In answering this question, the court must assume that the plaintiff's allegations are true and must draw all reasonable inferences in the plaintiff's favor. See Usher v. City of Los Angeles, 828 F.2d 556, 561 (9th Cir. 1987). Even if the face of the pleadings suggests that the chance of recovery is remote, the court must allow the plaintiff to develop the case at this stage of the proceedings. See United States v. City of Redwood City, 640 F.2d 963, 966 (9th Cir. 1981). However, the court "need not automatically accept as true unreasonable inferences, unwarranted deductions of fact, or conclusory legal allegations Page 3 cast in the form of factual allegations." See U.S, v. Real Prop. Located at 9832 Riceon Aye., 234 F. Supp.2d 1136, 1137 (C. D. Cal. 2002).

  If the court dismisses the complaint, it must then decide whether to grant leave to amend. The Ninth Circuit has "repeatedly held that a district court should grant leave to amend even if no request to amend the pleading was made, unless it determines that the pleading could not possibly be cured by the allegation of other facts." See Lopez v. Smith, 203 F.3d 1122, 1130 (9th Cir. 2000) (citations and internal quotation marks omitted).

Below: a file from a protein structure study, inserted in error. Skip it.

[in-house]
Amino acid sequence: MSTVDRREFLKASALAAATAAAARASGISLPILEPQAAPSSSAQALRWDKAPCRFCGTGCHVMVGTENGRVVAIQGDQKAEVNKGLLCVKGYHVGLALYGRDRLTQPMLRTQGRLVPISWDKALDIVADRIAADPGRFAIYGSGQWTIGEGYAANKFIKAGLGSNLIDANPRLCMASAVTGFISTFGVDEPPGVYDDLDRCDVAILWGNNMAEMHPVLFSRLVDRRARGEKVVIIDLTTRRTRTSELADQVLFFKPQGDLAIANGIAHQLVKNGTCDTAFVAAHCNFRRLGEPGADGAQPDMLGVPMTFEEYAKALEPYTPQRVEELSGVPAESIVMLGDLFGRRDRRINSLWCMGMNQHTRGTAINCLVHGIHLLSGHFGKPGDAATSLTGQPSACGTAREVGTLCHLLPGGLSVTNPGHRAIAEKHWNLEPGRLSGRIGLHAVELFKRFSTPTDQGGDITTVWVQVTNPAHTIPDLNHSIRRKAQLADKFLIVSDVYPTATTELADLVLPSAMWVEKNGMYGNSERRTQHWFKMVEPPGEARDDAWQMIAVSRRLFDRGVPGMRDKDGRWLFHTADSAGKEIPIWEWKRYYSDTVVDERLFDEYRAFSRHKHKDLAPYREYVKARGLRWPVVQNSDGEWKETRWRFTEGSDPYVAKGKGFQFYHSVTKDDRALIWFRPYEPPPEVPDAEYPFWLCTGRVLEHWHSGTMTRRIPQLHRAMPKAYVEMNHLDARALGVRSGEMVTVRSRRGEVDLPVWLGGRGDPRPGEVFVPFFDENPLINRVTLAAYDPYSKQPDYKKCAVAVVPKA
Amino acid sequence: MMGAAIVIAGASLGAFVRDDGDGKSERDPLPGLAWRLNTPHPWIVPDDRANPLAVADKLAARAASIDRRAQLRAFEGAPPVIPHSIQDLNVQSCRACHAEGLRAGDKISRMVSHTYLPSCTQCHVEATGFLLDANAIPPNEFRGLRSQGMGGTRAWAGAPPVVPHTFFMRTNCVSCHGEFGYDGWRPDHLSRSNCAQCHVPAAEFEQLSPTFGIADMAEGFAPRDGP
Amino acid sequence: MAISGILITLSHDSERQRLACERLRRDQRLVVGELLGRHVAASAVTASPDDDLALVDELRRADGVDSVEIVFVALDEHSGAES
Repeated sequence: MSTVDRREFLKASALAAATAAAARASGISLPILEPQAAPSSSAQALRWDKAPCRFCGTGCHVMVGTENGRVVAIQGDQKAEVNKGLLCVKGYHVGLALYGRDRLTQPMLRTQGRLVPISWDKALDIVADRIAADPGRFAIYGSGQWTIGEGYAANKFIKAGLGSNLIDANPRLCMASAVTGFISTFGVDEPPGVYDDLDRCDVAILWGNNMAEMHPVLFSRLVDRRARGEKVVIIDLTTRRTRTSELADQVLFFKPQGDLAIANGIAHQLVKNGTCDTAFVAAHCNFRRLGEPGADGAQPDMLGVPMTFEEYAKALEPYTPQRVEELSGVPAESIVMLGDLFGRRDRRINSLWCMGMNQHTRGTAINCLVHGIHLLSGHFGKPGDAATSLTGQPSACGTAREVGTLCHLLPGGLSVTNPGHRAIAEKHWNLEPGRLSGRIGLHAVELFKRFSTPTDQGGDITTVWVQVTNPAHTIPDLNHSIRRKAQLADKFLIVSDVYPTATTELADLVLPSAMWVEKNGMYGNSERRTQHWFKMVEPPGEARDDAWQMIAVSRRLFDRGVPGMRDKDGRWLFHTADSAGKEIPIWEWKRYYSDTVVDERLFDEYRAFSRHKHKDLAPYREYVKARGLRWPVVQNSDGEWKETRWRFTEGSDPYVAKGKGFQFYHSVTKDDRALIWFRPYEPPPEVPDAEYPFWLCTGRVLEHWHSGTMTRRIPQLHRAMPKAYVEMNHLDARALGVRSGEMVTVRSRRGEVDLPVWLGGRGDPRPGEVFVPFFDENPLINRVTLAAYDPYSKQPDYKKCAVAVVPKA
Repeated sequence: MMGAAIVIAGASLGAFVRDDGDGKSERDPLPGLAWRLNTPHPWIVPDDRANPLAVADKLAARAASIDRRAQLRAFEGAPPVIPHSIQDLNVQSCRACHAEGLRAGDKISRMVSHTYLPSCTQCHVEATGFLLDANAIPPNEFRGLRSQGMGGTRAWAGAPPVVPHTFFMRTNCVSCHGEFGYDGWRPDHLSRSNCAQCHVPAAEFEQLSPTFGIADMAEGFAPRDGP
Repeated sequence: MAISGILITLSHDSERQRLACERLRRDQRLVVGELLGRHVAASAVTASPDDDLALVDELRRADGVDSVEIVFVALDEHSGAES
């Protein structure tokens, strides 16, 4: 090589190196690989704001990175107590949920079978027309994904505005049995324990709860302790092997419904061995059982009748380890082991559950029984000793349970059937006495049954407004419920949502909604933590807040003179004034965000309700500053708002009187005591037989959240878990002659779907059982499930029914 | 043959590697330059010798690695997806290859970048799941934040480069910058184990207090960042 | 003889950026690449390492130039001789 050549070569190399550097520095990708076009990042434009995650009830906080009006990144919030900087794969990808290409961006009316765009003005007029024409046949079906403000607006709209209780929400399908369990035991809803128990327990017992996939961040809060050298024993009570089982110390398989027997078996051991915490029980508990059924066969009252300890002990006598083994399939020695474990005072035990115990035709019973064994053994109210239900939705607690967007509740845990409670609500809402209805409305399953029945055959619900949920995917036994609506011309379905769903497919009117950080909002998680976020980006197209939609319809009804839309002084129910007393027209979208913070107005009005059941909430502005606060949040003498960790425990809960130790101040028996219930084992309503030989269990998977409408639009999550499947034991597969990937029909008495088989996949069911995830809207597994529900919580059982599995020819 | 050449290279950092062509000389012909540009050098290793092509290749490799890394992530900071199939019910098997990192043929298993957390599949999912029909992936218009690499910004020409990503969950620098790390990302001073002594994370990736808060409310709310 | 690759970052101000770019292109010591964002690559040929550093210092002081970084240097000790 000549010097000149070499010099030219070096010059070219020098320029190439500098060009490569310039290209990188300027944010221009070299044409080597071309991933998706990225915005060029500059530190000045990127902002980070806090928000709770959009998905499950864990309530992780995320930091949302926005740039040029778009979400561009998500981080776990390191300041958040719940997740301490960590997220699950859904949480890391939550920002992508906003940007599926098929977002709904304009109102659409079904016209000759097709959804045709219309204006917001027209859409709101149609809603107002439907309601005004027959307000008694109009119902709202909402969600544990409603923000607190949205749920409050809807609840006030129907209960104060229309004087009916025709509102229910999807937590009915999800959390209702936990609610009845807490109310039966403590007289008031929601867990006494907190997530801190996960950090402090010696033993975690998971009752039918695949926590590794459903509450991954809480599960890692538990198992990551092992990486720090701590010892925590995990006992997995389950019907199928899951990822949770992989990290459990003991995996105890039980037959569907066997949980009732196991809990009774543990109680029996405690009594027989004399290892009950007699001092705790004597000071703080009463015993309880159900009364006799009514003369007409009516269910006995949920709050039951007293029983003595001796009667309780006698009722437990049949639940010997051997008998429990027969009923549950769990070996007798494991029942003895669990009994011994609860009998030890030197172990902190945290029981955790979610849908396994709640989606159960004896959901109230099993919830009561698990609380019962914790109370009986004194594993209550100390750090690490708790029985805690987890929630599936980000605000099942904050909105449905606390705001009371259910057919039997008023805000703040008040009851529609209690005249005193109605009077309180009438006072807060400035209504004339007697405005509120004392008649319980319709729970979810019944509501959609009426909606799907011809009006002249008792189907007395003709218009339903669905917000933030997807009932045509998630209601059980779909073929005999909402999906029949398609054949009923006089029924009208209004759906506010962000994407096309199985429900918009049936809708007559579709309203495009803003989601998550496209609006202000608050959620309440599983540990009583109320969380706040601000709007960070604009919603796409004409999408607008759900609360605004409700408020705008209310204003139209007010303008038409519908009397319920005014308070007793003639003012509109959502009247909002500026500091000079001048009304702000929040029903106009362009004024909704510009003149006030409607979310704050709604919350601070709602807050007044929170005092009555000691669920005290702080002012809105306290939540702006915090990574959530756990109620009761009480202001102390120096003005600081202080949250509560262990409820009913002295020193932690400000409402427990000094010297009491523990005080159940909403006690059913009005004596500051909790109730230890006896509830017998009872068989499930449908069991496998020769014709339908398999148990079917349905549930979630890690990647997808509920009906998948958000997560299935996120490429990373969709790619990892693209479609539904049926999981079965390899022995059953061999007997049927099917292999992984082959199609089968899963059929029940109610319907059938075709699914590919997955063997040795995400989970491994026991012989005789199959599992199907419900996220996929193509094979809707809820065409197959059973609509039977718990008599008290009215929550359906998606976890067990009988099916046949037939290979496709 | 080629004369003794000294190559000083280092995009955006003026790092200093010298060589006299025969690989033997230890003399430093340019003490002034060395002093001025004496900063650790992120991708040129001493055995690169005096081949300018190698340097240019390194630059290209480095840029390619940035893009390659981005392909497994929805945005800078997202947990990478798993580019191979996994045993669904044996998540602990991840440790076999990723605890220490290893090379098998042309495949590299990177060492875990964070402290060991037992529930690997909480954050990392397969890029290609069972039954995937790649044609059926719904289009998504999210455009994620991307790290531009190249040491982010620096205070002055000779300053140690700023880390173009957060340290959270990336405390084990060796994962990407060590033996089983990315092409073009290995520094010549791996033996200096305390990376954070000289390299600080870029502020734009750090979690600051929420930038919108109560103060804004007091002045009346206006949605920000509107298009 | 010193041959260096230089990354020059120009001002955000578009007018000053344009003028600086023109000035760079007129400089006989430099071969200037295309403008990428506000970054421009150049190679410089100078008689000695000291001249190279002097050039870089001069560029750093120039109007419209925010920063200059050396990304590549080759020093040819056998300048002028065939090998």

2. Personal jurisdiction

  Jurisdiction must comport with the state long-arm statute, and with the constitutional requirements of due process. See Omeluk v. Langsten Slip and Batbyggeri A/S, 52 F.3d 267, 271 (9th Cir. 1995) citing Chan v. Society Expeditions. Inc., 39 F.3d 1398 (9th Cir. 1994). California's long-arm statute permits this court to exercise personal jurisdiction over nonresident defendants on anabasis not inconsistent with the California or United States Constitution. See California Code of Civil Procedure, § 410.10. Absent traditional bases for personal jurisdiction (physical presence, domicile, or consent), due process requires that the defendant have certain minimum contacts with the forum state such that the maintenance of the suit does not offend traditional notions of fair play and substantial justice. See International Shoe Co. v. Washington, 326 U.S. 310, 316 (1945).